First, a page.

Amid cries of grade inflation, C's still abound

When 9 out of 10 Harvard seniors graduated with honors last year, it was proof to some that grade inflation was rampant in American higher education. A spate of reports that followed affirmed the growing threat.

Now comes a new study by the US Department of Education suggesting that the hand wringing may be much ado about not too much.

According to "Profile of Undergraduates in US Postsecondary Education Institutions: 1999, 2000," a national study released this summer, the mediocre grades of C-plus and lower are alive and kicking.

About 34 percent of the 50,000 undergraduates at 900 institutions surveyed earned C's and D's or worse, the study reported. About 41 percent earned B's and C's or mostly B's. Meanwhile, 26 percent earned A's and B's or mostly A's.

On its face, this breakdown may seem unremarkable.

Yet the study contradicts other reports, including one this spring by the American Academy of Arts and Sciences, that say grade inflation is widespread. The AAAS report cites a raft of academic studies documenting grade inflation back to 1960 and recounts estimates that just 10 to 20 percent of undergraduates get a B-minus or worse.

"There's been this series of reports all saying the same thing – that grade inflation is running rampant – and now this [Education Department] report makes that appear more questionable," says Jacqueline King, director of the Center for Policy Analysis at the American Council on Education.

Others agree. A spokeswoman for the Association of American Colleges and Universities told the Chronicle of Higher Education recently that the new report "debunks all the furor over grade inflation."

Overall, the strength of the Department of Education report is its breadth. But it's also a snapshot of just one year and does not track grades over time to see if they ratchet upward, as have some smaller studies. Still, it is the proportion of students receiving high grades or poor grades that, on the face of it, doesn't appear to be in sync with the more alarming findings in smaller studies, Ms. King says.

"It's typically been studies at a small number of institutions, primarily highly selective research universities and liberal arts colleges, that have produced this belief that grade inflation is widespread," she says. "A lot of these have been primarily surveys of faculty."

By contrast, she says, the [Education Department] study may be more reliable because it is based on student transcripts or, where those were not available, student reports of their own grades.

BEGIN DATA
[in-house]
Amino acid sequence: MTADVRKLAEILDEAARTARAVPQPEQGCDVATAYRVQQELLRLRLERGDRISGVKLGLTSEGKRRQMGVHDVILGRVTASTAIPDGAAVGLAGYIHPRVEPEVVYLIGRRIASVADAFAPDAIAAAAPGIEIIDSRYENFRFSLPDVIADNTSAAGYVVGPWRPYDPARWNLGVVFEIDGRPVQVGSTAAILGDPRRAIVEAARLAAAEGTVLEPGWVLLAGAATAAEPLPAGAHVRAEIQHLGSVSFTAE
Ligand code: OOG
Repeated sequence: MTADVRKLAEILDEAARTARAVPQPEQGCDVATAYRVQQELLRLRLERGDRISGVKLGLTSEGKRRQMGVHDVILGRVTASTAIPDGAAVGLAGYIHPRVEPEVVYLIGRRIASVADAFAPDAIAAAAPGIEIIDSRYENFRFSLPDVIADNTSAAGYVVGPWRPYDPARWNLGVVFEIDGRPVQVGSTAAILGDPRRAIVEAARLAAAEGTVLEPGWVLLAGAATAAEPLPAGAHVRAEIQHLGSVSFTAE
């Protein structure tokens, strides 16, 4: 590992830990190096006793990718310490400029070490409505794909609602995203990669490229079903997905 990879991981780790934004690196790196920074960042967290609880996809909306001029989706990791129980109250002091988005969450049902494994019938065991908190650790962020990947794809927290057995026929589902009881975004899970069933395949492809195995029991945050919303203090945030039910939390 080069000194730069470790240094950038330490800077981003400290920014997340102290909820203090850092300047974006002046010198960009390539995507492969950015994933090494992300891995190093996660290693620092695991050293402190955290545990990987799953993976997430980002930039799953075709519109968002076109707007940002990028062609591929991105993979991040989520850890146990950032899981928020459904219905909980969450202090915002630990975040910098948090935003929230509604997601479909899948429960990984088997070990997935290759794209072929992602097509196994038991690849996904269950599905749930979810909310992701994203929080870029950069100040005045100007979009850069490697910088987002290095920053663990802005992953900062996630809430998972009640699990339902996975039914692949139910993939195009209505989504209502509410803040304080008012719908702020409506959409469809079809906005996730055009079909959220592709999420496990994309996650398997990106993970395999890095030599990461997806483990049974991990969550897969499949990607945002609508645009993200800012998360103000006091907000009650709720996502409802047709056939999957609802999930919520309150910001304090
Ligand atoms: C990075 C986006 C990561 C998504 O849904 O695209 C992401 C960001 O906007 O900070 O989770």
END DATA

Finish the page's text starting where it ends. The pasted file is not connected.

The AAAS report cited a steady rise in the proportion of students at Princeton, Harvard, and Dartmouth who get A's.

Harvard, in response to this and other reports that pointed to grade inflation, adopted some new policies this spring. The school decided to cap the number of honors degrees awarded and to cut the number of A's and B's professors give students.

Some experts suggest that grade inflation is indeed a problem at a few elite institutions – but not necessarily across the board.

The Department of Education report did find that private four-year doctorate-granting institutions give far fewer C's and D's – only about 21 percent, compared with 33 percent at public doctorate-granting institutions.

While certain schools may deserve scrutiny, these numbers don't have to translate into a general problem of grade inflation at private schools, King says.

"These are highly selective institutions where it would be rather odd to have a large proportion of C's and D's," she says.

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Who makes the grade?

• Older students earn higher grades than their younger counterparts. For example, 38 percent of undergraduates in their 30s earned A's and B's or mostly A's, compared with 18 percent of students between the ages of 19 and 23.

• 43 percent of married undergraduates earn A's and B's.

• Grades rise with student income, but parents' education level does not seem to have a substantial effect on student grades.

• Almost 40 percent of men earn C's and D's or lower, compared with 30 percent of women.

Source: US Department of Education, "Profile of Undergraduates in US Postsecondary Education Institutions: 1999,2000."

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